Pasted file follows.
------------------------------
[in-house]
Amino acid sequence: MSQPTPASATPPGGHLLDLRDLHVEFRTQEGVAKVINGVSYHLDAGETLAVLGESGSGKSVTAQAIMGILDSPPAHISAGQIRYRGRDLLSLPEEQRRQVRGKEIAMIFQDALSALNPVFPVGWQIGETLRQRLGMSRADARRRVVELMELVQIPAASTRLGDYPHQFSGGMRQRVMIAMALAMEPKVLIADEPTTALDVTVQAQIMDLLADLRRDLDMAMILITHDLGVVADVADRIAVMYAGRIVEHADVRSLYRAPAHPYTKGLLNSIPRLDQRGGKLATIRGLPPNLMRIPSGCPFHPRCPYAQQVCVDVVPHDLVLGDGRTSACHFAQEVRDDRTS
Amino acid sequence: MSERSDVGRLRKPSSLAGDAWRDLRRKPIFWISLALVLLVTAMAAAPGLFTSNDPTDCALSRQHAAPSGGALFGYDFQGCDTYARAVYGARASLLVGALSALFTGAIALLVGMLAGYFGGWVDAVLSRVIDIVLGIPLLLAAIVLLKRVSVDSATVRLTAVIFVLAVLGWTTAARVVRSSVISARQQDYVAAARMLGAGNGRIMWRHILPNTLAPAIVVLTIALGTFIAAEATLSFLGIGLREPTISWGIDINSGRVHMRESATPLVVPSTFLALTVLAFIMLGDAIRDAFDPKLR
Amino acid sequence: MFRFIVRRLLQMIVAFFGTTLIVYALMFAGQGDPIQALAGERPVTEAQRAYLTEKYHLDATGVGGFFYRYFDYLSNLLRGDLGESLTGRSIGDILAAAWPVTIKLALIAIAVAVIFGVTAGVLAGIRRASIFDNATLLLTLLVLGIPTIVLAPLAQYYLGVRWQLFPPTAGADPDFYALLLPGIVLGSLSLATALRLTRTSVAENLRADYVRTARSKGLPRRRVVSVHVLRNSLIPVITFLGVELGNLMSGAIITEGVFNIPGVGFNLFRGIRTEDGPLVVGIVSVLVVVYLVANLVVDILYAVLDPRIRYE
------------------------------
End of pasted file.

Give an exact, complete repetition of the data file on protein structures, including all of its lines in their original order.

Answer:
[in-house]
Amino acid sequence: MSQPTPASATPPGGHLLDLRDLHVEFRTQEGVAKVINGVSYHLDAGETLAVLGESGSGKSVTAQAIMGILDSPPAHISAGQIRYRGRDLLSLPEEQRRQVRGKEIAMIFQDALSALNPVFPVGWQIGETLRQRLGMSRADARRRVVELMELVQIPAASTRLGDYPHQFSGGMRQRVMIAMALAMEPKVLIADEPTTALDVTVQAQIMDLLADLRRDLDMAMILITHDLGVVADVADRIAVMYAGRIVEHADVRSLYRAPAHPYTKGLLNSIPRLDQRGGKLATIRGLPPNLMRIPSGCPFHPRCPYAQQVCVDVVPHDLVLGDGRTSACHFAQEVRDDRTS
Amino acid sequence: MSERSDVGRLRKPSSLAGDAWRDLRRKPIFWISLALVLLVTAMAAAPGLFTSNDPTDCALSRQHAAPSGGALFGYDFQGCDTYARAVYGARASLLVGALSALFTGAIALLVGMLAGYFGGWVDAVLSRVIDIVLGIPLLLAAIVLLKRVSVDSATVRLTAVIFVLAVLGWTTAARVVRSSVISARQQDYVAAARMLGAGNGRIMWRHILPNTLAPAIVVLTIALGTFIAAEATLSFLGIGLREPTISWGIDINSGRVHMRESATPLVVPSTFLALTVLAFIMLGDAIRDAFDPKLR
Amino acid sequence: MFRFIVRRLLQMIVAFFGTTLIVYALMFAGQGDPIQALAGERPVTEAQRAYLTEKYHLDATGVGGFFYRYFDYLSNLLRGDLGESLTGRSIGDILAAAWPVTIKLALIAIAVAVIFGVTAGVLAGIRRASIFDNATLLLTLLVLGIPTIVLAPLAQYYLGVRWQLFPPTAGADPDFYALLLPGIVLGSLSLATALRLTRTSVAENLRADYVRTARSKGLPRRRVVSVHVLRNSLIPVITFLGVELGNLMSGAIITEGVFNIPGVGFNLFRGIRTEDGPLVVGIVSVLVVVYLVANLVVDILYAVLDPRIRYE